Like so many of you, I have taken on too much. *sigh*
Like many librarians, I’m a pleaser. I want to say “yes.” Oh, I may buck at authority structures, but really, I want to make the world a better place and everyone’s day brighter. (Obviously, unlike some bloggers, I have never been accused of being the incorrigibly pessimistic Annoyed Librarian.)
I want to find the best answer to your ref question, I want to reform your small dysfunctional non-profit, I want to find the book that will turn the head of your reluctant reader, and I want to do everything brilliantly and on time.
Of course I also want to have a life. Ha ha.
I tend to attribute this personality trait of mine to being socialized as a girl child (particularly within my educated, middle class social location) but I think there is also an element of people-pleasing in the culture of niceness endemic to librarianship. (Not all together separable, seeing as it’s a largely feminized profession, but I digress…)
However, knowing I’m not alone in this boat, I wanted to share a nice moment I had recently. I was approached to do a little sideline work (yes, *more* work…the last thing I need, right? oy.). And it was work I wanted to do – work I knew I could do well, was of interest to me, and I felt could make a difference in the world.
I had a heads-up that this work offer might be coming, so I had a couple of days in which to dither about it. So I dithered. I mentioned it to my partner who emphasized to me that I do not need more work. I journalled about it: how I don’t need more work, but didn’t it sound cool, and how unfortunate that it had to happen now. I thought about who I could recommend that would be a good fit for the contract and might have the time to squeeze it in. So when the official approach came, I was more or less prepared to say “no.”
But it was still hard! I sat with my email reply window staring at me for a few minutes before beginning to type. I dithered some more. Waffled a bit. Looked at my calendar up down and sideways, wondering if there were perhaps some secret extra day in the week I just hadn’t noticed yet. Worried about turning down paid work in this kinda-scary economy. And eventually responded, as I knew I would have to, that I was interested but just unable to commit to more work at this time.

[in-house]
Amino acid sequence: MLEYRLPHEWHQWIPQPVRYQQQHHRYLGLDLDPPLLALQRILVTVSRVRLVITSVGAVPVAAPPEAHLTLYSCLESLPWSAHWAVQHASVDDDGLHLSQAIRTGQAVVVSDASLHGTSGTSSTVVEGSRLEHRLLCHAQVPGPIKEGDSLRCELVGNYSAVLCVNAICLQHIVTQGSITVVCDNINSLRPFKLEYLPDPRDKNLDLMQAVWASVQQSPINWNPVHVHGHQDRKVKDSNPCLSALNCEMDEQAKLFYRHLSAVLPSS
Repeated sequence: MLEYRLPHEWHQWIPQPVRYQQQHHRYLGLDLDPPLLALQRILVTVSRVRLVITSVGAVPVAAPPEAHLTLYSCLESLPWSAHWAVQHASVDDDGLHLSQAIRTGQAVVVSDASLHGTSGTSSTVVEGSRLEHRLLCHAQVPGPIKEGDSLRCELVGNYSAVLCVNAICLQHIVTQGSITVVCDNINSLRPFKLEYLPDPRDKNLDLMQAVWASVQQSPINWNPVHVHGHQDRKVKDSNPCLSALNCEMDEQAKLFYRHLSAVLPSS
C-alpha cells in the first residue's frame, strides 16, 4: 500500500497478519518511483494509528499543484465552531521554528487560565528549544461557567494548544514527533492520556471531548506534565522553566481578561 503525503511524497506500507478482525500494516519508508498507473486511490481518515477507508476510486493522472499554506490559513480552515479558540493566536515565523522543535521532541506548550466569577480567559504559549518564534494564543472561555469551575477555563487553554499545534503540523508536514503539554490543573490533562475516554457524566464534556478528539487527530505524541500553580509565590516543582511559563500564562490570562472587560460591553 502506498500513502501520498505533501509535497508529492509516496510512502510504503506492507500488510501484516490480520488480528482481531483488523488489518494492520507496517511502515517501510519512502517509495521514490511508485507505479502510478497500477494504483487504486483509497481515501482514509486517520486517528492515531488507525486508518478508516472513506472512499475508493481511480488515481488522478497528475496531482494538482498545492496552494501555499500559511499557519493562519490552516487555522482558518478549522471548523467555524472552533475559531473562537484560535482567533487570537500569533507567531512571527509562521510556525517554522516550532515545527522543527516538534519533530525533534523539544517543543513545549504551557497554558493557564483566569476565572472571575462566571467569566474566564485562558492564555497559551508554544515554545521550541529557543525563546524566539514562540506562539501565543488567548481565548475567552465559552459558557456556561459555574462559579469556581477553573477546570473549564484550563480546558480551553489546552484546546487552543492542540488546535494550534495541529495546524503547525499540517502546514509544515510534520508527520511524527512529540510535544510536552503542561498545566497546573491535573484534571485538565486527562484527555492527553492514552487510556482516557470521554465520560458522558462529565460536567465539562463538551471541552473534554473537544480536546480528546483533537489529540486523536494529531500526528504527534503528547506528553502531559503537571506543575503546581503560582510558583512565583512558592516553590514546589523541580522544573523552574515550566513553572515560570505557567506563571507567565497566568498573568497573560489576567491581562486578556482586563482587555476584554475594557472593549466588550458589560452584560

I also added that I was sorry to have to pass up this opportunity, that I’d love to be kept in mind for future work along the same lines, and when I expected that I would be more available to take on such a new project. <–This is something I learned from my partner, who is a health care practitioner in private practice and has to manage wait lists, plan contracts in advance, make referrals, etc. Some people just want a referral to someone else if you’re too busy, and others want to wait until you are available. It sounds uber-obvious when I lay it out like this, but for me it’s still a struggle to transition from “I can do everything…until I burn out and then I can’t!” to “I can’t do this now but let me be upfront and tell you if and when I could do something similar so you can make an educated decision about your next steps.” It’s still hard to say “no,” even when it’s “no, but.”
I’m excited to be setting those boundaries. It’s how I would want to be treated. And it tends to work out well, in my experience, as others seem to appreciate the honesty and do come back later when I have said I’d have more time. Giving me yet more work, of course, but at least it’s getting more manageable the more I say “no” and the better I get at sussing out and pinning down early on in a proposal/offer exactly what the parameters of the work will be.